The Relevance of Media, Social Contact and Positive Contact on Stereotypes of Latinos

A recent Latino Decisions/National Hispanic Media Coalition (LD/NHMC) report explores the impact that media stereotypes of immigrants and Latinos have on non-Latinos’ negative attitudes toward these groups.  Some of the key findings highlighted in the report include: 1) news, entertainment media influence non-Latinos’ views of immigrants and Latinos, and 2) media portrayals of Latinos can heighten or diminish non-Latinos’ negative stereotypes of Latinos.  While the 2012 Latino Decisions report addresses several gaps in our understanding of the relationship between media and stereotypes of immigrants, there remain several more specific questions that must be addressed.  For instance, how do the views of non-Latinos exposed to images of Latinos as criminals compare to the views toward Latinos of those with no exposure?  How do avid Fox News viewers differ in their stereotypes of Latinos from those who are frequent MSNBC viewers?  Further, to what extent does social interaction with Latinos moderate the relationship between negative media exposure of immigrants and non-Latinos’ stereotypes of the Latino community? I address these questions using 2012 Latino Decisions/National Hispanic Media Coalition survey data of non-Latino respondents, primarily whites.

A common negative stereotype of Latinos is that they are criminals and gang members.  This stereotype is attributed to some extent by perceptions that some are here illegally and also to their participation in crime and gangs which is perpetuated by the mass media.  Figure 1 depicts non-Latinos’ support for the stereotype that Latinos are criminal versus law abiding.  As reflected in the figure, most have neutral views toward Latinos, though more non-Latinos view Latinos as law abiding than criminal.  When comparing non-Latinos’ views toward Latinos relative to views of blacks and whites, other analyses reveal that non-Latinos regard whites as more law abiding than blacks and Latinos, and Latinos as slightly less criminal than blacks.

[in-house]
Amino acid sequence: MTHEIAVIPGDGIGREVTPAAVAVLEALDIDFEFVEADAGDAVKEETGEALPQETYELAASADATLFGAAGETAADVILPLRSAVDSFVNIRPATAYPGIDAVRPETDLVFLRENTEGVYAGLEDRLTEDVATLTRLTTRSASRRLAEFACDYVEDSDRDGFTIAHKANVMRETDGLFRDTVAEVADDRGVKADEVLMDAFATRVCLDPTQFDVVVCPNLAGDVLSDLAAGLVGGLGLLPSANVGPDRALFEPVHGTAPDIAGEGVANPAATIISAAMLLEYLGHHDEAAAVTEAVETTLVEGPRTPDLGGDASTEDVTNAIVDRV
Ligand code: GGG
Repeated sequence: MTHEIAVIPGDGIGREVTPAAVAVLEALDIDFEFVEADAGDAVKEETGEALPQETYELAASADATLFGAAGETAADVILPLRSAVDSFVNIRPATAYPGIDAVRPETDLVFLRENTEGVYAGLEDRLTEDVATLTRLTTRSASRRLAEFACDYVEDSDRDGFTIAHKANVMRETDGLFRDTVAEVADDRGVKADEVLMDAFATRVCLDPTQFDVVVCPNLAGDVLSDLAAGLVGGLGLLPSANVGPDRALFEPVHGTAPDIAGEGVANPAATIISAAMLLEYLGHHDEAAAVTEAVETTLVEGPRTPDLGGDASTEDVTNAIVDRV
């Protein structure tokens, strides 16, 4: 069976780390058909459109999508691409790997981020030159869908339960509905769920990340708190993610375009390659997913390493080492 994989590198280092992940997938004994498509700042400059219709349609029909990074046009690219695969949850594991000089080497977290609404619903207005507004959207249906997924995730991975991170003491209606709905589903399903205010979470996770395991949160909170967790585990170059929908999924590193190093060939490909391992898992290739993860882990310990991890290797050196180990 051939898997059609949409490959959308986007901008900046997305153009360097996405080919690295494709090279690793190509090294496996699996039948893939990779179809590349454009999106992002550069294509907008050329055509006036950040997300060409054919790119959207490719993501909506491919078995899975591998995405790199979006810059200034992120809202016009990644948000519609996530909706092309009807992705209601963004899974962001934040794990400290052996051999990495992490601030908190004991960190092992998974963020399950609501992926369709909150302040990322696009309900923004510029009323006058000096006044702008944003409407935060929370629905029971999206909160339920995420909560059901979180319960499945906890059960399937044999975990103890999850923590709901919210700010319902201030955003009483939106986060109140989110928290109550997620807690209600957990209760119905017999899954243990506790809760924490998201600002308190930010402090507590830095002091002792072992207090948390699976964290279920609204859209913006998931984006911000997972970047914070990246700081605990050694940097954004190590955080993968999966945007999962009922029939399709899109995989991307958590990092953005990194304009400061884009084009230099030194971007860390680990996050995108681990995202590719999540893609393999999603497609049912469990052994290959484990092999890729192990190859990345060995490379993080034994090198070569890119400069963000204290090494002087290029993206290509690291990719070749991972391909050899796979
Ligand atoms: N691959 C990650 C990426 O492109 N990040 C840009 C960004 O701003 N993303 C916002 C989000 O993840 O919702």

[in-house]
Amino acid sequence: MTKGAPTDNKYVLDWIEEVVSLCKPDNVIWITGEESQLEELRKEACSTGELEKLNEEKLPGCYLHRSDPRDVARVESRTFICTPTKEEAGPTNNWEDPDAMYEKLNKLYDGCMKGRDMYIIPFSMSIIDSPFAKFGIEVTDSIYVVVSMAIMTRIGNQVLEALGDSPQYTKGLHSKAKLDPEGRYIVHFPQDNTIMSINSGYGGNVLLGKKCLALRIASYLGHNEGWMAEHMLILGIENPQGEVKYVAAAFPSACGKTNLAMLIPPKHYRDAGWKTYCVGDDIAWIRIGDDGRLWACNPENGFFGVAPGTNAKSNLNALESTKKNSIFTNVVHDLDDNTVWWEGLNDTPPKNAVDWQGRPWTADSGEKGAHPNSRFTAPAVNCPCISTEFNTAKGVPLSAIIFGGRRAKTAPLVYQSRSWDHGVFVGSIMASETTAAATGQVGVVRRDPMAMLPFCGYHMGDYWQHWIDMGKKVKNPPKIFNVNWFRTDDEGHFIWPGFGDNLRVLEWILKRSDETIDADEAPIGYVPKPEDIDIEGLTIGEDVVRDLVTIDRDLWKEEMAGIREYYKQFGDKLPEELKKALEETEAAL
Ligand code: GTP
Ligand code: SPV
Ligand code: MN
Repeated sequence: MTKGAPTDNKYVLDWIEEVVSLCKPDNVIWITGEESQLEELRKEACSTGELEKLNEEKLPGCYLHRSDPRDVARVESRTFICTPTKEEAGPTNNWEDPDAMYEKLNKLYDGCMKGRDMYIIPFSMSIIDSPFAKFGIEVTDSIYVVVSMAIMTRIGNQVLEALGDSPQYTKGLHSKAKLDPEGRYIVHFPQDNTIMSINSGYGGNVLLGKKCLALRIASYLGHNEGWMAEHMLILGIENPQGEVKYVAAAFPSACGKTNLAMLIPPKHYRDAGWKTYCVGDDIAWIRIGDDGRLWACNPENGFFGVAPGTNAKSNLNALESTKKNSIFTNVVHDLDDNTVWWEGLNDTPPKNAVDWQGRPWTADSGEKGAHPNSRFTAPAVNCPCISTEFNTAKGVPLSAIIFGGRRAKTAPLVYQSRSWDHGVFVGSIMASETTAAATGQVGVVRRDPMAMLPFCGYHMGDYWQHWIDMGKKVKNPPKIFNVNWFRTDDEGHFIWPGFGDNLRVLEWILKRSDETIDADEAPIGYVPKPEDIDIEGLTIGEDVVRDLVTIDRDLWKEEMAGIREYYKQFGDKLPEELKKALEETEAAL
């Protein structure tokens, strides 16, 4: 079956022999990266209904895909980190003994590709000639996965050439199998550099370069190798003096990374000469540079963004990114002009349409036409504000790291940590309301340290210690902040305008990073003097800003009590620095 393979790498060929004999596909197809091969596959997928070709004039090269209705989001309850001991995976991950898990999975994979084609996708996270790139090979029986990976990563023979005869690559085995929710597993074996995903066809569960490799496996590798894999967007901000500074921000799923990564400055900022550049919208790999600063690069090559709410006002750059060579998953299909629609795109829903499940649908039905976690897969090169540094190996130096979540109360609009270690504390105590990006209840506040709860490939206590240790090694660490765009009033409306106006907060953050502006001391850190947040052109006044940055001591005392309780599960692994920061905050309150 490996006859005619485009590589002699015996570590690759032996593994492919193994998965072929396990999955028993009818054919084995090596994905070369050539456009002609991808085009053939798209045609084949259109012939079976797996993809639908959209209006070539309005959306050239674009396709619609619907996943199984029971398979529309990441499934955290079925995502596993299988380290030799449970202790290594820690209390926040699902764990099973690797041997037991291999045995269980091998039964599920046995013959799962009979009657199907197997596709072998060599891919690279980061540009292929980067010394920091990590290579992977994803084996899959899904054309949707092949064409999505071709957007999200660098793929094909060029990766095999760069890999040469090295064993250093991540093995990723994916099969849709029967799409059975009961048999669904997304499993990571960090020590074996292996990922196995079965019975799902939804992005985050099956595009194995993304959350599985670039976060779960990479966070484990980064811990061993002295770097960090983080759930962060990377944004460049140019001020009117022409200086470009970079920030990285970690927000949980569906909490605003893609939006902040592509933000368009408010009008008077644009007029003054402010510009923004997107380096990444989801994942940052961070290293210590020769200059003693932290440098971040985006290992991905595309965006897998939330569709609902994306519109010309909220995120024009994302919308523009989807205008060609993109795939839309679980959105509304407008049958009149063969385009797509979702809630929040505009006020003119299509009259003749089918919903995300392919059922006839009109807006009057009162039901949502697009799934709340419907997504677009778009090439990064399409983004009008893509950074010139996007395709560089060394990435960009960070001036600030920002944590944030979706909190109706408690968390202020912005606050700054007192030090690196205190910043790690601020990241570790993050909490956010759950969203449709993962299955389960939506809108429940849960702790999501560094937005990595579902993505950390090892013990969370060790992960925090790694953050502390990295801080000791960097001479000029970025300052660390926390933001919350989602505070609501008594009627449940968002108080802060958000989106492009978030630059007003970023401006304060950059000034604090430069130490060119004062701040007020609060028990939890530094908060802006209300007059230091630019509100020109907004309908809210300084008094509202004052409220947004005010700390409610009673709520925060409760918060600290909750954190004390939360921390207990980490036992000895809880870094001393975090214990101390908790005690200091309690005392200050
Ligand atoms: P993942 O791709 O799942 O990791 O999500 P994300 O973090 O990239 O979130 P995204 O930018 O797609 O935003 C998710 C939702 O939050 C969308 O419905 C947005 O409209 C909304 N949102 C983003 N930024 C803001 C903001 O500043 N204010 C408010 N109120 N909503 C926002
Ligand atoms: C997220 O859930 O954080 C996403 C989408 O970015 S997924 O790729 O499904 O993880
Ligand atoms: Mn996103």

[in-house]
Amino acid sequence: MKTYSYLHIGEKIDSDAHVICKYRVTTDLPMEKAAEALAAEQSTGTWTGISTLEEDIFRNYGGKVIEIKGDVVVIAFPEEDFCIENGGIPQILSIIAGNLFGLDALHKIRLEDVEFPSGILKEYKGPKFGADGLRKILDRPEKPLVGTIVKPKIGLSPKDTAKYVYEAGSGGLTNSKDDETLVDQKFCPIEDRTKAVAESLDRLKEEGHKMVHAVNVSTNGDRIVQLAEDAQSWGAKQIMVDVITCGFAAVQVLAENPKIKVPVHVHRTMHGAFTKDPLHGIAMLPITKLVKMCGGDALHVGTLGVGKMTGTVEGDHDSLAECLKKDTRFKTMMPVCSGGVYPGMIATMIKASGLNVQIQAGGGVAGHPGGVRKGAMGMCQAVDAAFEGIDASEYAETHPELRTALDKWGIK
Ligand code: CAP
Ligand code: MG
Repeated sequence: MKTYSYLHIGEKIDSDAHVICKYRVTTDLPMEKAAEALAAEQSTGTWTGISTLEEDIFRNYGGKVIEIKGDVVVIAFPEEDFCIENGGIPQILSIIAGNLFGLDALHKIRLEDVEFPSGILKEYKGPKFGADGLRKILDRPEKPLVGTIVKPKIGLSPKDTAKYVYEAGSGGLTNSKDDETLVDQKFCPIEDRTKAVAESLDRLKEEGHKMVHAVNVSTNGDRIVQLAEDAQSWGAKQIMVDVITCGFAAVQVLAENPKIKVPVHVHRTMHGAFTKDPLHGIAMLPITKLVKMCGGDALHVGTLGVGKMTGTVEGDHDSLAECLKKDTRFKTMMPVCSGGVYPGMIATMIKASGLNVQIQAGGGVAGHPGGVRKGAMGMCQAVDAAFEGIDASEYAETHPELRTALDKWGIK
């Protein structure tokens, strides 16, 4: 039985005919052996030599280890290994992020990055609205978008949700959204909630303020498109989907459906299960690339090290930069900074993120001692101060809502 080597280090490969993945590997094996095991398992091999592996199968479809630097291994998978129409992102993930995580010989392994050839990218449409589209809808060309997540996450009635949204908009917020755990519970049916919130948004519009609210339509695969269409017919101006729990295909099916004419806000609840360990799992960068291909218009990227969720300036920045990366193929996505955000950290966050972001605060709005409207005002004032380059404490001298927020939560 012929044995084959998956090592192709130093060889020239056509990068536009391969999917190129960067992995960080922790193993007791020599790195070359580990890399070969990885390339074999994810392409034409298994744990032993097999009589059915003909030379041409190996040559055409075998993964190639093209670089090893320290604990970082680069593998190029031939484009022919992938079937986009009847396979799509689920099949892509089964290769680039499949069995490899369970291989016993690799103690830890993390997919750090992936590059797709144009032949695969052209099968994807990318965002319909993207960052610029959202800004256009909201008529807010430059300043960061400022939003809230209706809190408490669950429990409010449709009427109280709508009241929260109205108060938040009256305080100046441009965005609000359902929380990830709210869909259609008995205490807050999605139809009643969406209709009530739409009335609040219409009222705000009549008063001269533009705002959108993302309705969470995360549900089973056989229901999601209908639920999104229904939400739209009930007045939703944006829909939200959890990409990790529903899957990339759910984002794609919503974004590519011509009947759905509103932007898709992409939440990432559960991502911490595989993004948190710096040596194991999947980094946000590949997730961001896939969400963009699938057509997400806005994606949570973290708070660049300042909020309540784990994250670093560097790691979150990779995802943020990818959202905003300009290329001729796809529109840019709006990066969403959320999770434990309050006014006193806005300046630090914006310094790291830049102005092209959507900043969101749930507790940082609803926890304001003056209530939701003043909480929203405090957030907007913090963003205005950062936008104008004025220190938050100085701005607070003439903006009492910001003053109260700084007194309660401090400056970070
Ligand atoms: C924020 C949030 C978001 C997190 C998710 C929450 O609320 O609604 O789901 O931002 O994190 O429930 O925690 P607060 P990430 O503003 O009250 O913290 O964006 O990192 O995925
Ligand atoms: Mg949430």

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How do non-Latinos compare in their perception of Latinos as law abiding by television exposure of this group as criminals?  The results in Figure 2 illustrate that regardless of exposure to Latinos as members of gangs or criminals, most non-Latinos do not view Latinos as law abiding or criminal.  Yet, interestingly, those who are never exposed to Latinos as lawbreakers are almost three times more likely to believe that they are not criminal than those who often see Latinos as criminals on television shows.  Additionally, a staggering zero percent of non-Latinos who are not exposed to the negative stereotype believe that Latinos are criminals.  This is clear evidence that media portrayals of Latinos have influence on how this population is perceived.

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Since we know that those exposed to images of Latinos as gang members/criminals can differ in their opinions of Latinos from those who are not subjected to Latinos in a negative light, to what extent does social interaction condition the relationship between seeing Latinos as criminals and believing that they are delinquents?  The social contact hypothesis has been tested extensively in the racial and ethnic politics research, and numerous studies have found that increasing social contact with an outside group depresses one’s adoption of negative stereotypes toward that group.  Further, we know that direct, equal status and continuous contact (see Allport 1954) is not always necessary for social contact to counteract negative attitudes (Pettigrew 1998; Welch, Sigelman, Bledsoe and Combs 2001; Oliver and Wong 2003).  Preliminary analyses (not presented here) reveal that non-Latinos who see Latinos as delinquents on television are significantly more likely to believe that they are not law-abiding citizens.